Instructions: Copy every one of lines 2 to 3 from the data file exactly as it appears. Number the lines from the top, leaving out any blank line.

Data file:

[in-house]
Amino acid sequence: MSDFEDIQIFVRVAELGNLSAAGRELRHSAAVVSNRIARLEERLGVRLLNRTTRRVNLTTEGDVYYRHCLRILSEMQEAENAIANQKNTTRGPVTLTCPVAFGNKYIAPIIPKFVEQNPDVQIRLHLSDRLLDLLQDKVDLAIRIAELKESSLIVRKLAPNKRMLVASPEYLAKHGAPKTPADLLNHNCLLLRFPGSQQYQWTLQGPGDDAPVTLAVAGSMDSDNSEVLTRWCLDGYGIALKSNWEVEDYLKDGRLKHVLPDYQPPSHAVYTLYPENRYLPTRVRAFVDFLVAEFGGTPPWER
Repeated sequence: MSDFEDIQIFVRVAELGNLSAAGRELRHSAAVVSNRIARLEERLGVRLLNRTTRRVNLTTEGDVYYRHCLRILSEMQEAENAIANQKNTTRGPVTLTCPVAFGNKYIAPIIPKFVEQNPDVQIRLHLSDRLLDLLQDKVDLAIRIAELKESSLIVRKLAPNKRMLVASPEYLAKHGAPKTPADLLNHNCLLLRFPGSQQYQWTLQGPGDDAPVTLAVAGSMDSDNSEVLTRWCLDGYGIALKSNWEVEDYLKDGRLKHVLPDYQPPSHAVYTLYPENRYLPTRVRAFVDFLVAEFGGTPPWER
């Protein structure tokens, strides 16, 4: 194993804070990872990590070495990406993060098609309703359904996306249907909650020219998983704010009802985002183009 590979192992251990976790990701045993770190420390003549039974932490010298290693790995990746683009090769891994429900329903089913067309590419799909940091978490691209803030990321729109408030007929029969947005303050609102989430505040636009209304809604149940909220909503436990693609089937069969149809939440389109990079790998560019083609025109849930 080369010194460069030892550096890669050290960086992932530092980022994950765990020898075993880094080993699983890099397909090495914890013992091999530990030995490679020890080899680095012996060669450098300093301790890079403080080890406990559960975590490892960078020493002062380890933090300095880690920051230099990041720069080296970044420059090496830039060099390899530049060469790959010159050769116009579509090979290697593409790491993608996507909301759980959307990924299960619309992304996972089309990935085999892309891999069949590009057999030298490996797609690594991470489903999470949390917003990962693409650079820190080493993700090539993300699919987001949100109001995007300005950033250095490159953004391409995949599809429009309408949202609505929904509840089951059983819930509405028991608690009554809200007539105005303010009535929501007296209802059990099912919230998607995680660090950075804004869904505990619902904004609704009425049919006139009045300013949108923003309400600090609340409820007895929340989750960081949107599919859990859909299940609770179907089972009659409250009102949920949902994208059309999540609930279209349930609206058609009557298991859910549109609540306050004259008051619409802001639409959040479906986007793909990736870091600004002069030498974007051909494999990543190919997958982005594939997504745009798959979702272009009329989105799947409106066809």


Amino acid sequence: MSDFEDIQIFVRVAELGNLSAAGRELRHSAAVVSNRIARLEERLGVRLLNRTTRRVNLTTEGDVYYRHCLRILSEMQEAENAIANQKNTTRGPVTLTCPVAFGNKYIAPIIPKFVEQNPDVQIRLHLSDRLLDLLQDKVDLAIRIAELKESSLIVRKLAPNKRMLVASPEYLAKHGAPKTPADLLNHNCLLLRFPGSQQYQWTLQGPGDDAPVTLAVAGSMDSDNSEVLTRWCLDGYGIALKSNWEVEDYLKDGRLKHVLPDYQPPSHAVYTLYPENRYLPTRVRAFVDFLVAEFGGTPPWER
Repeated sequence: MSDFEDIQIFVRVAELGNLSAAGRELRHSAAVVSNRIARLEERLGVRLLNRTTRRVNLTTEGDVYYRHCLRILSEMQEAENAIANQKNTTRGPVTLTCPVAFGNKYIAPIIPKFVEQNPDVQIRLHLSDRLLDLLQDKVDLAIRIAELKESSLIVRKLAPNKRMLVASPEYLAKHGAPKTPADLLNHNCLLLRFPGSQQYQWTLQGPGDDAPVTLAVAGSMDSDNSEVLTRWCLDGYGIALKSNWEVEDYLKDGRLKHVLPDYQPPSHAVYTLYPENRYLPTRVRAFVDFLVAEFGGTPPWER